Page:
By Fakir Balaji
Mangaluru, The state-run Mangaluru international airport at Bajpe in coastal Karnataka does not allow flight operations while it rains owing to poor visibility thereby preventing planes from skidding, an official said on Saturday.
“As our airport is also built on the hillside with a table-top runway, flight operations are not allowed during heavy rains, as visibility will be poor and chance of skidding on the runway is more,” Mangaluru airport manager V.V. Rao told IANS.
Mangaluru is about 360km west of the Karnataka capital Bengaluru.
Rao’s observation came in the light of an Air India Express Boeing 737 from Dubai crash landing at the Kozhikode airport in neighbouring Kerala on Friday night after skidding on the table-top runway amid heavy rains, claiming 18 lives, including its 2 pilots.
“In fact, an Indigo flight from Bengaluru earlier in the day was not given permission to land at our airport as it was raining heavily and visibility was poor though we have the instrumentation landing facility,” said Rao.
As the rainy season brings in heavy showers and are intense with gusty winds during the southwest monsoon from June to September every year especially on the west coast, the DGCA (Director General Civil Aviation) does not allow flight operations when it rains heavily at the Bajpe airport since an Air India Express Being 737-800 crashed on May 22, 2010, claiming 158 lives. A
“The state-run Airport Authority of India (AAI) has implemented a slew of recommendations of the civil aviation regulator (DGCA) made on the basis of the inquiry report into the 2010 plane crash to ensure smooth take-off and safe landing of passenger and cargo aircraft on domestic and overseas routes,” recalled Rao.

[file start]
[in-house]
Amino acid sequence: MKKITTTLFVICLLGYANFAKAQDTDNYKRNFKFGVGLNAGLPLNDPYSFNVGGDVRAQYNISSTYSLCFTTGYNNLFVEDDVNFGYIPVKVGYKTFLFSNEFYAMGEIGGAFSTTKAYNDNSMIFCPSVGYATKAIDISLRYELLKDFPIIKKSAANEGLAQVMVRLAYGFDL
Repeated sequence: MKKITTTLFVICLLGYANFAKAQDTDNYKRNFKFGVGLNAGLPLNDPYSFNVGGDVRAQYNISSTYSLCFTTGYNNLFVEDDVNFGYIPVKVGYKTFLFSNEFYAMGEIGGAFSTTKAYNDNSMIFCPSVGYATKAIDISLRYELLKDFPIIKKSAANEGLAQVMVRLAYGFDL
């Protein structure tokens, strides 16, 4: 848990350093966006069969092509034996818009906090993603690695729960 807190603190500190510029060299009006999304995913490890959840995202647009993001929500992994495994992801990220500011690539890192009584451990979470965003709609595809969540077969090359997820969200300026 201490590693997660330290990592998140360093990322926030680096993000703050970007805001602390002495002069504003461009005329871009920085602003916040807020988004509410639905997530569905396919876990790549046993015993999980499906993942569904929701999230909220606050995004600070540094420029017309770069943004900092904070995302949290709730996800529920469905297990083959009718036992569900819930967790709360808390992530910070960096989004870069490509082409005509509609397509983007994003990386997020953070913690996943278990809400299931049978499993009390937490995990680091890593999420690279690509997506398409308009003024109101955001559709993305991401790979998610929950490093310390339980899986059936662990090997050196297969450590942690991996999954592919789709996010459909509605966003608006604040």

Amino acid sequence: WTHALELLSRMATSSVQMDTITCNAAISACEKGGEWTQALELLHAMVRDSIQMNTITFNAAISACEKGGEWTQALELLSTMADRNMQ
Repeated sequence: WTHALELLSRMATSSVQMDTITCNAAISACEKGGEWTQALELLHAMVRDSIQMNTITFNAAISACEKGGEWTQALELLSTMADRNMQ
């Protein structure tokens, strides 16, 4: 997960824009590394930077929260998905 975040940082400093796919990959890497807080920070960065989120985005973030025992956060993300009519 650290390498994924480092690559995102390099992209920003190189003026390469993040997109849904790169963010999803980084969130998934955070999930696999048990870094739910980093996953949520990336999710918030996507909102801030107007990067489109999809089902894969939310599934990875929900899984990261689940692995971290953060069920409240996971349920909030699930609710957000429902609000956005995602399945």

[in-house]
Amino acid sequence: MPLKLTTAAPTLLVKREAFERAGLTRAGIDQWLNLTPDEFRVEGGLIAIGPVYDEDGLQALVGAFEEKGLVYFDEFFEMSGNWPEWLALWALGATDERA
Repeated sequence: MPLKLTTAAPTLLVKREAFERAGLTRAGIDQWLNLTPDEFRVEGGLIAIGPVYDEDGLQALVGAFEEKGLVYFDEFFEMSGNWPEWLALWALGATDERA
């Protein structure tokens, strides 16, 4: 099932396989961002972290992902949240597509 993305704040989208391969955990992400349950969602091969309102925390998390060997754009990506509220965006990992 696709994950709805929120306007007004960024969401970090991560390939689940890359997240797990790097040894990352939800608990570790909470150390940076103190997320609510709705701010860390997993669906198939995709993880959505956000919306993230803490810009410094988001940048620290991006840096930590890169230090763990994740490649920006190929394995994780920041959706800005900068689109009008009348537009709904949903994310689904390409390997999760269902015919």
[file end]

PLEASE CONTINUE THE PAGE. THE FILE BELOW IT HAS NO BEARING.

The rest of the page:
Before the Covid-19 induced lockdown was enforced on March 25 and extended since then, suspending passenger flights, the Mangaluru airport used to operate 30 flights daily, including 10 from overseas destinations like the UAE.
“Though regular domestic and overseas flights remain suspended due to the pandemic, we have been operating cargo and chartered flights even during the lockdown, including repatriation flights from the UAE by Air India Express to bring back stranded Indians and returnees under the Vande Bharat mission, launched by the central government,” Rao pointed out.
The Kozhikode air crash on Friday night, however, brought back memories of a similar crash at the Mangaluru airport over a decade ago, as both have table-top runway.
Union Civil Aviation Minister Hardeep Singh Puri told reporters at Kozhikode on Saturday that it was too early to compare the Friday air crash with that of the Mangaluru plane crash though both involved Air India Express Boeing 737 and were from Dubai and both overshot the table-top runway.
“Table top is everywhere. It is true that it poses a challenge to pilots. We have to wait for the investigation report on the crash. Though we learnt a lesson from the Mangaluru crash, it is too early to compare the latest crash with the mishap 10 years ago,” Puri told reporters after inspecting the crash site near the Kozhikode airport.
In the Mangaluru air crash of Boeing flight 812 from Dubai, of the 160 passengers and six crew members on board, 158 were killed (all crew members and 152 passengers) while only eight survived.
The Boeing which crashed at Kozhiode on Friday is 13 years old and was delivered to the Air India subsidiary in 2006.
According to the green NGO Environment Support Group (ESG) coordinator Leo Saldhana, the Mangaluru air crash was a fallout of criminal negligence of planning and regulatory authorities.
“It was no accident, but a direct result of failure of officials in the DGCA, AAI, the Union civil aviation ministry and the Karnataka government for allowing the parallel taxi tarmac to be built on a table-top runway,” said Saldhana.